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ABOUT THE FILM
"The greatness of these houses is that the founders had a bigger idea than simply putting people in a nice environment. They had the idea that social realities could be built as much as architectural realities."
-- Daniel Libeskind, architect, from At Home in Utopia
At Home in Utopia begins with a question: Who would build a house to change the world? Because in the 1920s in New York, thousands of immigrant garment workers set out to do exactly that; they managed to build four cooperatively-owned apartment complexes in the Bronx, believing that their new communities would not only get them out of the slums, but would help them transform American capitalism.
Against the backdrop of an international cooperative movement, At Home in Utopia tells the story of the most militant of these apartment complexes, the United Workers Cooperative Colony, aka the Coops. Built when the Bronx was still mostly fields and swamps, and linked to the garment factories “downtown” by the newly extended subway, the Coops was for a few years the largest cooperative “house” in America, accommodating 2,000 people, most of whom were Jews, and many of whom were Communists. From its beginnings as a working class fortress until its communal demise in the 1950s, the Coops’ story is one of American grass-roots radicalism. Whether they were idealists, fighters, or party hacks, these people responded to the great ideological convulsions of their time by bringing their political passions into their courtyards and kitchens, sometimes galvanizing the entire community, and sometimes tearing it apart.
For a long time now, in neighborhoods across America, people have been faced with a choice: do they want the tight-knit community that comes from living among people who are, as much as possible, like themselves? Or do they want the excitement that comes from living along side people who are different – coming from different backgrounds, even speaking different languages? At Home in Utopia looks at how this very American dilemma played out in the Coops. For immigrant factory workers, the Coops offered a chance to build a new community in their own image, and its beautifully landscaped courtyards would ring with the sound of their native language. But starting in the early 1930s, Communists began pushing for racial integration in the Coops, eventually threatening its status as an ethnic bailiwick. However ironic it might seem to us that racial integration, which we now think of as an expression of American idealism, was so early espoused by Communists, to the young people growing up in the Coops, it seemed like the normal order of things, shaping the way they felt, worked, and in some cases loved, long after they left the Coops behind.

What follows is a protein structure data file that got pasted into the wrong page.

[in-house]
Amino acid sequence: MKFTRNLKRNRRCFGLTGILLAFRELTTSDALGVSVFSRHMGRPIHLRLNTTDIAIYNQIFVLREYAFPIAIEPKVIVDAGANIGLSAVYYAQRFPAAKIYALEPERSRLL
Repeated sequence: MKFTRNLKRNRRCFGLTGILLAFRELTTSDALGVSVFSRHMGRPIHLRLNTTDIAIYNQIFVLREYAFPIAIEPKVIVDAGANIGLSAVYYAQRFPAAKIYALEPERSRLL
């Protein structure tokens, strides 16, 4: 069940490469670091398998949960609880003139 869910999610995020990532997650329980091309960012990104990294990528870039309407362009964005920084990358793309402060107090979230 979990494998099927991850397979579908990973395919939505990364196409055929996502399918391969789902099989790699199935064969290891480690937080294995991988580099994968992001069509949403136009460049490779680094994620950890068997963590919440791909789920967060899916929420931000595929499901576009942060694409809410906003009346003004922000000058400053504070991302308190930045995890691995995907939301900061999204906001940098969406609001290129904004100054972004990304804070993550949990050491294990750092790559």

The film is a tight weave of history and memory. A rich cache of personal photographs and home movies allows us to move back and forth in time, not only within the lives of our storytellers, but in the life of the Coops and its neighborhood. A large cast of characters share an earthy sense of humor. Responding to the great ideological convulsions of the twentieth century, they brought their passionate political debates into their courtyards and kitchens, sometimes galvanizing the Coops into unified action and sometimes ripping it apart. Starting in the early 1930s, Communists began pushing for racial integration in the Coops, eventually threatening its status as an ethnic bailiwick. However ironic it might seem to us that racial integration, which we now think of as an expression of American idealism, was so early espoused by Communists, to the young people growing up in the Coops, it seemed like the normal order of things, shaping the way they felt, worked, and loved long after they left the Coops behind.
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THE MAKING OF AT HOME IN UTOPIA